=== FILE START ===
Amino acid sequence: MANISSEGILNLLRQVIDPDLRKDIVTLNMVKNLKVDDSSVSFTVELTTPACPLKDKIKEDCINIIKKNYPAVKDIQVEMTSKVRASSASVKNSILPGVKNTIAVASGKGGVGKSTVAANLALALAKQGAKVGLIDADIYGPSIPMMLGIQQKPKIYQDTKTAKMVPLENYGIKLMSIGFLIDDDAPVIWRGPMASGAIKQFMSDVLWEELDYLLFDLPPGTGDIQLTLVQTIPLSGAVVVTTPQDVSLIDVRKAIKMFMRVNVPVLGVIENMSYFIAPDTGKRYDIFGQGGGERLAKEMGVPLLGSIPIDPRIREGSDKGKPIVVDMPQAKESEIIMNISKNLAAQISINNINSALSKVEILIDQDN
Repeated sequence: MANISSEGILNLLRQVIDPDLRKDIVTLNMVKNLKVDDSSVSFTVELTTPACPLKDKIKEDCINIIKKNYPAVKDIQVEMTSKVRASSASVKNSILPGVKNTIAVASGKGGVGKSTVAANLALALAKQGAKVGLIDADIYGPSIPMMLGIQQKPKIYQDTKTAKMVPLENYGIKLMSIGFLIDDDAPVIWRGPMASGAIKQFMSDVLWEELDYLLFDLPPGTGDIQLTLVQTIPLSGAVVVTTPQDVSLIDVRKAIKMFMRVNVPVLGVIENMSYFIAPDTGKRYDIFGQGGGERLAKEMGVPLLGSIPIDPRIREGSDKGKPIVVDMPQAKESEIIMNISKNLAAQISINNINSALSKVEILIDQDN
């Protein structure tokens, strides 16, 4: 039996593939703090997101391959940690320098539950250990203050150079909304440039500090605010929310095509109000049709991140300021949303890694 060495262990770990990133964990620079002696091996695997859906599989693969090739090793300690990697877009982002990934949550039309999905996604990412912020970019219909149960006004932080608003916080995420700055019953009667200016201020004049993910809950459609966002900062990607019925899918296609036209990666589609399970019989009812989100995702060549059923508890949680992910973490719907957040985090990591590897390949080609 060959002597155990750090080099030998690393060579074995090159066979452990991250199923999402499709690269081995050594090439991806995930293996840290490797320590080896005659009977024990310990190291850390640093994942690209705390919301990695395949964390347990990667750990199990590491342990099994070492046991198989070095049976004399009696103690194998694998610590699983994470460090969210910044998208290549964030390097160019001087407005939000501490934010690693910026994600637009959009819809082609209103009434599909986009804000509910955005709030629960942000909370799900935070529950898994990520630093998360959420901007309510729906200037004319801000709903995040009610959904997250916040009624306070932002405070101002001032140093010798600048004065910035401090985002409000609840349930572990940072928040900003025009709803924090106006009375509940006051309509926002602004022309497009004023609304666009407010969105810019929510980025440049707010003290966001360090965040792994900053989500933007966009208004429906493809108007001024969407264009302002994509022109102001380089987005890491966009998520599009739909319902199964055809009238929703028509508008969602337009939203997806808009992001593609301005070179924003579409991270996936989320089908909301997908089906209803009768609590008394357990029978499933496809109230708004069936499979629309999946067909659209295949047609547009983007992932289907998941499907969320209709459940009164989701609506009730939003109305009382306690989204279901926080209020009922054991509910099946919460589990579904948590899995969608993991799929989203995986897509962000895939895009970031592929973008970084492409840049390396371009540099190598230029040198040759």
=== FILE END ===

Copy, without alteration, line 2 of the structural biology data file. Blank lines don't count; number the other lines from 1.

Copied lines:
Repeated sequence: MANISSEGILNLLRQVIDPDLRKDIVTLNMVKNLKVDDSSVSFTVELTTPACPLKDKIKEDCINIIKKNYPAVKDIQVEMTSKVRASSASVKNSILPGVKNTIAVASGKGGVGKSTVAANLALALAKQGAKVGLIDADIYGPSIPMMLGIQQKPKIYQDTKTAKMVPLENYGIKLMSIGFLIDDDAPVIWRGPMASGAIKQFMSDVLWEELDYLLFDLPPGTGDIQLTLVQTIPLSGAVVVTTPQDVSLIDVRKAIKMFMRVNVPVLGVIENMSYFIAPDTGKRYDIFGQGGGERLAKEMGVPLLGSIPIDPRIREGSDKGKPIVVDMPQAKESEIIMNISKNLAAQISINNINSALSKVEILIDQDN